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Alabama Introduces Consumer Privacy Act With A Twist

Alabama data privacyOn Feb. 21, Alabama Rep. Craig Lipscomb introduced House Bill 216 which would create the Alabama Consumer Privacy Act.  The legislation is similar to the California Consumer Privacy Act but has far broader application.

Applicability (the “Twist”)

The Act would apply to any business, or entity controlled by the business and sharing common branding, that:

  1. Is for-profit;
  2. Does business in Alabama;
  3. Collects consumers’ personal information (PI); and
  4. Determines the purposes and means of processing consumers’ PI.

Unlike the California Consumer Privacy Act or the Virginia Consumer Data Protection Act, or most privacy legislation introduced in other states, this Act has no thresholds based on annual gross revenue, revenue attributable to the sale of PI, or the amount of PI collected.  Thus, it sweeps in small businesses and companies that do little business in Alabama.

Consumer Rights

The legislation would afford consumers the right to:

  1. Know the categories of PI collected, the categories of sources, the business or commercial purposes for collection, the categories of third parties with whom PI was shared or sold, and the specific pieces of PI collected;
  2. Delete PI that the business collected from the consumer; and
  3. Opt out of the sale of PI.


Among other things, the Act would not apply to PI protected by the Health Insurance Portability and Availability Act, the Fair Credit Reporting Act, the Gramm-Leach-Bliley Act, and the data privacy and security regulations adopted pursuant to those federal acts.


The legislation allows a consumer to recover damages “in an amount as determined by the court” if their “nonencrypted or nonredacted personal information is subject to an unauthorized access and exfiltration, theft, or disclosure as a result of the business’s failure to implement and maintain reasonable personal information security procedures.”

Prior to initiating a lawsuit, a consumer must provide a 30-day cure notice to a business, unless the action is “solely for actual pecuniary damages.”

Additionally, any violation of the Act would be considered a violation of Alabama’s Deceptive Trade Practices Act, Ala. Code § 8-19-1, et seq., which allows the Attorney General to investigate complaints and issue injunctions.  Additionally, consumers who have suffered monetary damages may receive the greater of their actual damages or $100, or up to three times actual damages depending on the nature of the violation and conduct of the business.


The legislation tasks the Attorney General with rulemaking, beginning no later than Oct. 1, 2022, with solicitation of “broad public commentary.”


This bill is worth keeping an eye on due to its broad application, particularly with respect to small businesses.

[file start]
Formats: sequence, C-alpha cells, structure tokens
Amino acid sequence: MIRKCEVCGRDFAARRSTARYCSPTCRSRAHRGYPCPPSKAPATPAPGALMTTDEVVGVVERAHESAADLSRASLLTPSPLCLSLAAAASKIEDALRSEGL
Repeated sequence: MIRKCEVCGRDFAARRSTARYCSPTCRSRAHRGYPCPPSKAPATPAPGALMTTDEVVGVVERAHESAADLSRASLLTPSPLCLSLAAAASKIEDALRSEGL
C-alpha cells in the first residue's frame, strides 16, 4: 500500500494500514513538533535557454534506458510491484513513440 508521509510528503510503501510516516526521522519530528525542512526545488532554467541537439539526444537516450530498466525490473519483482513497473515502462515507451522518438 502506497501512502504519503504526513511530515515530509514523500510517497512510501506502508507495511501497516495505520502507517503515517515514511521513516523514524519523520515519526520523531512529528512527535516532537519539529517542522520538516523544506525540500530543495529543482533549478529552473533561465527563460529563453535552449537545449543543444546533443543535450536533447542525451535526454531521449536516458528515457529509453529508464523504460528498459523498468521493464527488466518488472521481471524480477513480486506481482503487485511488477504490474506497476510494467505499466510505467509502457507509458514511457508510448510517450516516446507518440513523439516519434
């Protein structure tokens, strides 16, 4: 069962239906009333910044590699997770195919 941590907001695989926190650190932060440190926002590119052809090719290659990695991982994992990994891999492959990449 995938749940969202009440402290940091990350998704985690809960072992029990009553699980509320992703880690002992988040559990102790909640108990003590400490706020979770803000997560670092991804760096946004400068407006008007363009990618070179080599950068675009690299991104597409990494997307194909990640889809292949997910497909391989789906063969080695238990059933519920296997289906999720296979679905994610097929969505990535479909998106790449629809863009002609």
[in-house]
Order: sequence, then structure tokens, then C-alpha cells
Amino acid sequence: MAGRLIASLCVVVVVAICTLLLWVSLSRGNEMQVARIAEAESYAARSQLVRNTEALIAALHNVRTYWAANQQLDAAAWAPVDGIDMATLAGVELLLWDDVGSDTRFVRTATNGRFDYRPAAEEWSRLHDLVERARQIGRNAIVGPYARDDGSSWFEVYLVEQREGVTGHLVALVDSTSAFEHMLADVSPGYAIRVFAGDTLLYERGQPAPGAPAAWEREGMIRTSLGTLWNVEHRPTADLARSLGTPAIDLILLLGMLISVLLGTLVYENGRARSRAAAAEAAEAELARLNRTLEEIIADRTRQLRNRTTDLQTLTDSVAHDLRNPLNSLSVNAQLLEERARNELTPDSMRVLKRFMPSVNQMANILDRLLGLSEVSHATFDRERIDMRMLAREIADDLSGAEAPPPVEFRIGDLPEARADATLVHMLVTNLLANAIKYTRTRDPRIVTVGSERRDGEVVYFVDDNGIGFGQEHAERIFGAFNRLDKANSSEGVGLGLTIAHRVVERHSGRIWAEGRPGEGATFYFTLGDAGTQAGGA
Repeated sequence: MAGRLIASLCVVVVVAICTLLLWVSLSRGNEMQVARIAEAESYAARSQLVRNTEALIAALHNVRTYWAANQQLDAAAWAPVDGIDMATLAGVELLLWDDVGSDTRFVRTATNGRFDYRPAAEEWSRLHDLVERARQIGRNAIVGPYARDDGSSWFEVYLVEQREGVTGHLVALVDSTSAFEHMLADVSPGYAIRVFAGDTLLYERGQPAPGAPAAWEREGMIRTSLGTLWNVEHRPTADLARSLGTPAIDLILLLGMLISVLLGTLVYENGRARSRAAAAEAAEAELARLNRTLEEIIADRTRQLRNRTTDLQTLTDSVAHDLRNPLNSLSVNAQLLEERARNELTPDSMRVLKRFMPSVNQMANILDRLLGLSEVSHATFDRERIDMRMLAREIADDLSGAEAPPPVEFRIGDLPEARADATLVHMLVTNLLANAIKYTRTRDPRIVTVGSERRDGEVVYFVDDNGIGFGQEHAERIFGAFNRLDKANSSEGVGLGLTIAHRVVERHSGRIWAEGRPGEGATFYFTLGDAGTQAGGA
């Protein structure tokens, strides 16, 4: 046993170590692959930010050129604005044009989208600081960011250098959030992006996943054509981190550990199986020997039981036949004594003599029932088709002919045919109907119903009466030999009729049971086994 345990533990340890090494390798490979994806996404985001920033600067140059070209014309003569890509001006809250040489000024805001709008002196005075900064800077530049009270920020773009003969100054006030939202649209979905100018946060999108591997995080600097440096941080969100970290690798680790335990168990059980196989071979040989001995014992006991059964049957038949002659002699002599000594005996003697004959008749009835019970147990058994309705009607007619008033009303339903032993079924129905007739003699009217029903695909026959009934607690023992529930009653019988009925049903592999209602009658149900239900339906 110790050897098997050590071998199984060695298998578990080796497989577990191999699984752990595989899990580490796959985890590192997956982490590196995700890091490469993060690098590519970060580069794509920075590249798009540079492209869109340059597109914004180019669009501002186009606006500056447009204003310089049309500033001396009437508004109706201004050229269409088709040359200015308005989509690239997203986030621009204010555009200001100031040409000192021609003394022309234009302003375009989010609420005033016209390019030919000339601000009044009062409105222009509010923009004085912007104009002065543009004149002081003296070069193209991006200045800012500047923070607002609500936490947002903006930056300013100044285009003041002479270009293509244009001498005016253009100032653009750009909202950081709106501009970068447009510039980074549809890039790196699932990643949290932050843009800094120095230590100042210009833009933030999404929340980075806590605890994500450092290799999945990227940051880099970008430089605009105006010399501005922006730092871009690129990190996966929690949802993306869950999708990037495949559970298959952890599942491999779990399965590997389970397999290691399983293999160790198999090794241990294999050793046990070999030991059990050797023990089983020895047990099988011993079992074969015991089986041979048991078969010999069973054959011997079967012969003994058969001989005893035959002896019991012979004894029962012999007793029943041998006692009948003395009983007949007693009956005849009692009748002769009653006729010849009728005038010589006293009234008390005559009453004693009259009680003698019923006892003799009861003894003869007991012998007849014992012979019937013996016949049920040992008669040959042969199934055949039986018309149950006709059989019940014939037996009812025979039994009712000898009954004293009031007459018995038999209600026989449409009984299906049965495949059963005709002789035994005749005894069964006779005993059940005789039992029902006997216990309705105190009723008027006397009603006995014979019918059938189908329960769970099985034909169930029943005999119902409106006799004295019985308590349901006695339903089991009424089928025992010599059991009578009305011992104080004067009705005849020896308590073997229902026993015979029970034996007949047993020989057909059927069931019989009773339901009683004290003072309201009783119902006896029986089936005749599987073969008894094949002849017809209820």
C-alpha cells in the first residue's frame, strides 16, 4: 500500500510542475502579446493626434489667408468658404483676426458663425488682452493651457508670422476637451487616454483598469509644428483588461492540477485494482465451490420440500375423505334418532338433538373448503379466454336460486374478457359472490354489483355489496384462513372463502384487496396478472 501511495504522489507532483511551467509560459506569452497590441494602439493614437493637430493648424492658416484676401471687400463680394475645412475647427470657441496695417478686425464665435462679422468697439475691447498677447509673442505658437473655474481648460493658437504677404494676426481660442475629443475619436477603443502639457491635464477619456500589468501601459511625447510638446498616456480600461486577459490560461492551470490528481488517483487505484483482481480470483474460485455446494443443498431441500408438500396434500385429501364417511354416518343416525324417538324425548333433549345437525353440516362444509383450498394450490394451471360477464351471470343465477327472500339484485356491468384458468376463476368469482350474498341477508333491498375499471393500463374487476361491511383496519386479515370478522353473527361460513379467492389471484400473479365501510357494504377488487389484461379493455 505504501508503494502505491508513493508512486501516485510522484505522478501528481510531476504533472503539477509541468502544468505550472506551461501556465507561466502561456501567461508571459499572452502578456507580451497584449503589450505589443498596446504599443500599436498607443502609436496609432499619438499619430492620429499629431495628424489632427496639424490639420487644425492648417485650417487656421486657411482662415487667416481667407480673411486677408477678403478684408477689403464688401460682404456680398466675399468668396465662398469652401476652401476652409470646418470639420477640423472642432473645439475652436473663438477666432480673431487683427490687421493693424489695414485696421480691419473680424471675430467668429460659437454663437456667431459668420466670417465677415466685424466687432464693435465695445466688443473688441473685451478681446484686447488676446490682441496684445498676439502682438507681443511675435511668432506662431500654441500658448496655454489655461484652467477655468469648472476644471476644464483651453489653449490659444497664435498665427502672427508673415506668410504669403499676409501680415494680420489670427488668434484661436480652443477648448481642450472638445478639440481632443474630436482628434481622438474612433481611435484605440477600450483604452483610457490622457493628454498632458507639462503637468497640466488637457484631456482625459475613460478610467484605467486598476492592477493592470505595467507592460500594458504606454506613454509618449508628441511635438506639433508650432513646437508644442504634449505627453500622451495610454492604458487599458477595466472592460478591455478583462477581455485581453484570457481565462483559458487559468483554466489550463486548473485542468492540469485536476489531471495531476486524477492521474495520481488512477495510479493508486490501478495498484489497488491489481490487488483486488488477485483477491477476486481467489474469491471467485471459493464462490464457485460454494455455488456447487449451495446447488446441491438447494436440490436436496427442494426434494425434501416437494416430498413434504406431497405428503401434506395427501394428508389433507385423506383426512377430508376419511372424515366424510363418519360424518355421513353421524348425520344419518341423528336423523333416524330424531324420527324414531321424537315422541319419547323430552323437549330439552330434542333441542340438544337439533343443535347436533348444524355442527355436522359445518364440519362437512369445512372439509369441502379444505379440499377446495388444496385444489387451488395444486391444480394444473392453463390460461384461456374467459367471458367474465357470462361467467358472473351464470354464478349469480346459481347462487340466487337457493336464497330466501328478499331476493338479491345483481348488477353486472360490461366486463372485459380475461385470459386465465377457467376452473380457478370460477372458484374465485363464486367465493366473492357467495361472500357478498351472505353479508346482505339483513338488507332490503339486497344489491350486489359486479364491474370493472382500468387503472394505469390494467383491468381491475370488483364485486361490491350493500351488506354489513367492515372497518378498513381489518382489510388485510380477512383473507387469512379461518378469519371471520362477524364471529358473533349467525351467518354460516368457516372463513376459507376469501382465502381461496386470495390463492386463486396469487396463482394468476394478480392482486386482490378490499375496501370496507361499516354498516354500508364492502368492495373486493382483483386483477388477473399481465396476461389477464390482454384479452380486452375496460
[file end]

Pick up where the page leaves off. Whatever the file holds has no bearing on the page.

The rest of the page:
For more information and insight from Maurice Wutscher on data privacy and security laws and legislation, visit

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Eric Rosenkoetter is a principal at Maurice Wutscher LLP, where he provides counsel to businesses and consumer financial services firms nationwide. For many years, he has focused his practice on various aspects of financial services law. As a litigation attorney, he has conducted every aspect of the litigation process, including countless depositions, motion proceedings, bench and jury trials, and appeals in various courts. In addition, he has significant experience as a compliance and transactional attorney, providing strategic, business growth, legislative, compliance and regulatory advice to national corporations and trade associations. For example, he has drafted consumer contracts and disclosures designed to state-specific statutory requirements, and developed “Best Practices” guides and state-by-state compliance grids, for national financial services companies. He also conducted research and crafted a metrics report for a national trade association with analysis designed to counter the claims of advocacy groups. Eric’s experience also includes working for a national corporation as Executive Counsel, Chief Compliance and Ethics Officer, and Director of Legislative Affairs, and as a federal lobbyist and Director of Government and Public Affairs for a national financial services trade association. In the government sector, Eric presided over approximately 6,000 state administrative hearings, served as a staff attorney for the Missouri Senate, and handled litigation in 33 counties as a regional managing attorney. Eric frequently speaks to audiences on topics relevant to the financial services industry including regulatory compliance, data privacy law and related advocacy initiatives. For more information, see

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